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Environmental Robustness in Multi-agent Teams

Environmental Robustness in Multi-agent Teams

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Environmental Robustness in Multi-agent Teams

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  1. Environmental RobustnessinMulti-agent Teams Terence Soule Robert B Heckendorn Presented at GECCO 09 (The Genetic and Evolutionary Computation Conference)

  2. Introduction • The topic I am interested in for the project is the use of multi-agent teams in rescue missions during a disaster • This paper discusses several techniques used to train autonomous agents in exploring unknown environments. • Emphasis is given to finding the training environment that will best prepare agents for the real world. Throughout the paper the following terms are used: • Training – The environment where the agents learn. • Testing – The real world where the agents put into practice what they learned in training.

  3. Introduction • Some sample environments where these autonomous agents could be used include: • Clearing landmines • Search and Rescue (Crandall Canyon) • Environmental cleanup • Mining and Resource Discovery • Aircraft Debris Recovery • Individual Guides in Evacuation and Assessment

  4. Approaches • Several algorithms that could be used in this type of team building exercise are mentioned. The authors chose to use a genetic algorithm to address the problem. • A main concern with this approach is the time required to train agents. This requires agents to learn in a simulated environment rather than the real world. This is why it is critical to find the training environment that will best train the agents for the real world.

  5. The Environment • The training world is made up of a 45x45 grid where 10 to 20 percent of the cells are labeled as ‘interesting’. • Two types of agents are defined as follows: • Scouts are fast agents who locate interesting cells and mark them with a beacon. They can move 2 lengths at a time. • Investigators are slower than scouts, but have good distance vision. They investigate the interesting cells and then mark them as investigated. If the cell contains a beacon it is deactivated. They can move 1 length at a time. • Example roles for scouts and investigators include: • Scouts locate and mark landmines. Investigators deactivate them. • Scouts locate interesting geological formations on a distant planet. Investigators take soil samples.

  6. The Environment • Using the 45x45 grid the authors present three sample environments for their study. These are: • Random where approximately 20% of the cells are interesting (see Figure 1). • Clumped where exactly 20% of the cells are interesting (see Figure 2). • Linear where exactly 10% of the cells are interesting (see Figure 3). • For each evaluation a new random case is generated so the agent can’t memorize the layout of an environment.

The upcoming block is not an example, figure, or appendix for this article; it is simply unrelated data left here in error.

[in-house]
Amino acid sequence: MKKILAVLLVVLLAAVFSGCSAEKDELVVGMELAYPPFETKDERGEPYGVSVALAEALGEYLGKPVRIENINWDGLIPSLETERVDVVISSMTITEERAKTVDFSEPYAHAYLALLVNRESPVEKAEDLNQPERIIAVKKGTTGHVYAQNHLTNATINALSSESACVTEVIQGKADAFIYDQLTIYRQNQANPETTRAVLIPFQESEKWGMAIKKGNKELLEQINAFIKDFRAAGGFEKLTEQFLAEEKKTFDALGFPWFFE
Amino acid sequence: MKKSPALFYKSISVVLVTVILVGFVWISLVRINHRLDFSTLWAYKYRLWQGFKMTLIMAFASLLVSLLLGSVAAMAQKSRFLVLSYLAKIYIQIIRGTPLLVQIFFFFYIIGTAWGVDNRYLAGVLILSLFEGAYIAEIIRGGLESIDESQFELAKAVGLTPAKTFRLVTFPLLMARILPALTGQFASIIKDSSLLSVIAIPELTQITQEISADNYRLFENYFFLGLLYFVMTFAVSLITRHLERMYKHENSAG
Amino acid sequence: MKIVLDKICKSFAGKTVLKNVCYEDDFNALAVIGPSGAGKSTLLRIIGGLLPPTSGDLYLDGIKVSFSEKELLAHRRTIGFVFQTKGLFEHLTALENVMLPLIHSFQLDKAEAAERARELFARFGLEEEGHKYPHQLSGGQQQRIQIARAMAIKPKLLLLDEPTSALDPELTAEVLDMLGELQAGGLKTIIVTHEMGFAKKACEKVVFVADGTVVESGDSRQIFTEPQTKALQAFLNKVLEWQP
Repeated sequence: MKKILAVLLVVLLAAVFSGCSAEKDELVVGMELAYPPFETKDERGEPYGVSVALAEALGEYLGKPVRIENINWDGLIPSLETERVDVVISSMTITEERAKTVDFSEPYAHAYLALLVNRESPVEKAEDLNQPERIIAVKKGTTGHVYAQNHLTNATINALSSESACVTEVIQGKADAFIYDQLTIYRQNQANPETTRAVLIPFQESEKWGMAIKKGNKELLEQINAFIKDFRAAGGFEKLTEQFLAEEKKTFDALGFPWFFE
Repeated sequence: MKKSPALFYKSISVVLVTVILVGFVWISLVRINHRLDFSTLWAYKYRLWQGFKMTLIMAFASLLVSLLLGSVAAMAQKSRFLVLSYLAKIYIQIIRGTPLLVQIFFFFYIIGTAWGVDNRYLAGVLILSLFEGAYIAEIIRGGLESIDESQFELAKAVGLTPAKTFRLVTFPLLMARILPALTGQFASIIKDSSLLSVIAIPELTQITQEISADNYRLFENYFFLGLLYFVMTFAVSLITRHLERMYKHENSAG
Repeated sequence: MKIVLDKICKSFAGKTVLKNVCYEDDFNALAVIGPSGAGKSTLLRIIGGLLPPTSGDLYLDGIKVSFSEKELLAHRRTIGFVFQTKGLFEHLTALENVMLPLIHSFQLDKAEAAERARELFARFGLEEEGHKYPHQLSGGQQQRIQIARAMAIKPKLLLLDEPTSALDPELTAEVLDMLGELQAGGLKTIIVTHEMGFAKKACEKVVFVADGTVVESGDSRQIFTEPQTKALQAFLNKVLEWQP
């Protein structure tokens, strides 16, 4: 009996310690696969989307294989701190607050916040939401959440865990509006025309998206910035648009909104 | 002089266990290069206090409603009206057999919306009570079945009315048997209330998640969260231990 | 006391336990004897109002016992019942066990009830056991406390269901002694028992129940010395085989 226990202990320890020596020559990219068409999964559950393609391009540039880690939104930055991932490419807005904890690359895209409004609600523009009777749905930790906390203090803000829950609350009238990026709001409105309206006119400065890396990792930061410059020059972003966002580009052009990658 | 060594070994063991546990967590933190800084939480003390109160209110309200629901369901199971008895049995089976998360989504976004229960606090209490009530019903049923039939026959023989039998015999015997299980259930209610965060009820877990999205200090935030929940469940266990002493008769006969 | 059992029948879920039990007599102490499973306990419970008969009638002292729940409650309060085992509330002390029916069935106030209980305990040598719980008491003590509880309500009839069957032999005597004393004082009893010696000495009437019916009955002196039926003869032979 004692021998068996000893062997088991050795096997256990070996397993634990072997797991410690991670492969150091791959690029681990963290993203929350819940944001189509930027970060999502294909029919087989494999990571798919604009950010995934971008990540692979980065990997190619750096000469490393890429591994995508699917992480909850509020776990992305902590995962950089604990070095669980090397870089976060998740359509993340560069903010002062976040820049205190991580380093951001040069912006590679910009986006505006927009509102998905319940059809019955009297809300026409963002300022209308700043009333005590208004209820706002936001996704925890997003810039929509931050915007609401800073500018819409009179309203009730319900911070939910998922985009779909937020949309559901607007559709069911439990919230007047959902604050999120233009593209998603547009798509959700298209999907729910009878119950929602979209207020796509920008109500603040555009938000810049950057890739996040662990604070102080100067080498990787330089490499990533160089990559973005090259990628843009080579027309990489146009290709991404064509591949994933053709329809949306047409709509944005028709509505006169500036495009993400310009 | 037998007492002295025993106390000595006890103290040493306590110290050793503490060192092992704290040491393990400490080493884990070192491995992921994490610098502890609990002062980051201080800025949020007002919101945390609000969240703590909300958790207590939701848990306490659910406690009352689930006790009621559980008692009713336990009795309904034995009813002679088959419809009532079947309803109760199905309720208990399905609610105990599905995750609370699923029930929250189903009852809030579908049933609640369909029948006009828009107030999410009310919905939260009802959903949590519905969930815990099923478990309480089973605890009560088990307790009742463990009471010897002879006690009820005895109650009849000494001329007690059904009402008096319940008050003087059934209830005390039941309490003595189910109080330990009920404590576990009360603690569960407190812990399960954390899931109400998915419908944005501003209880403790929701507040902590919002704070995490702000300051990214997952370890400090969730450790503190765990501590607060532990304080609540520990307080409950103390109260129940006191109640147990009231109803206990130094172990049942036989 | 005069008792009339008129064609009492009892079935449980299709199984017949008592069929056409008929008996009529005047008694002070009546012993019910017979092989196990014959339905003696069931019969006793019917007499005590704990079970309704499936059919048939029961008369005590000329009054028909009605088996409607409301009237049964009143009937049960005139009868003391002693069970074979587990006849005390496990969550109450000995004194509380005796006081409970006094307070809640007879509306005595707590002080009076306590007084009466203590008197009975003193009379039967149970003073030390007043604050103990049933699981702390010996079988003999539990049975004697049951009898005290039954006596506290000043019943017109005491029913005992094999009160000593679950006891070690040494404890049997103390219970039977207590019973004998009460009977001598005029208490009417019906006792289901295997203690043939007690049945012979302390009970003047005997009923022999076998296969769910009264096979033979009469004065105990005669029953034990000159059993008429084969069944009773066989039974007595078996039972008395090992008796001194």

7. Fitness Function • The genetic algorithm requires a fitness function to determine the quality of agents. The functions are: • (3B - .1b) for scouts • (3I - .1b) for investigators • Where: • B = The number of beacons placed. • I = The number of interesting areas investigated. • b = The number of time steps outside of the problem area. • In the Linear environment the fitness numbers are doubled to offset the effect of having half as many interesting cells. • It was noted that if the boundary penalty is too high some agents evolve that sit still to avoid the penalty. • The team fitness is the sum of fitness values of the team members.

  8. Training Algorithms • Experiments are run using three different training algorithms. These are: • Teams made up of 3 scouts and 3 investigators. They tend to have strong cooperation but individual team members can become lazy. • Islands train specific members or individuals which are then used to form teams. This requires more evaluation than the team approach because of the focus on individuals. This approach creates highly fit individuals who may not cooperate very well because their areas of expertise overlap. • Orthogonal Evolution of Teams (OET) is a hybrid of the other 2 approaches. It alternates between treating the entire population as islands or as teams. In this paper they use islands during the selection step and teams during the replacement step.

  9. Algorithm Definitions • Some definitions that were not clear to me include: • OET – Orthogonality in Computer Science guarantees that modifying one component of a system doesn’t cause side effects in another component. A car example is given where accelerating does not interfere with other components such as steering. • Definition of a three member tournament.

  10. Results • Each of the 3 algorithms was tested by using it as the training environment and then testing in the other 2 environments. The results are shown in tables 2-5 (the order of the tables could be confusing). Some guidelines include: • Values in parentheses are standard deviations. • Bold values represent cases where the training and test environments are the same. • View tables 2 through 5.

  11. Conclusions • The authors come to 3 main conclusions: • Evolutionary techniques evolve teams that are robust in the given environments. • The best results came when training in a linear environment. • The best teams were produced using the OET algorithm.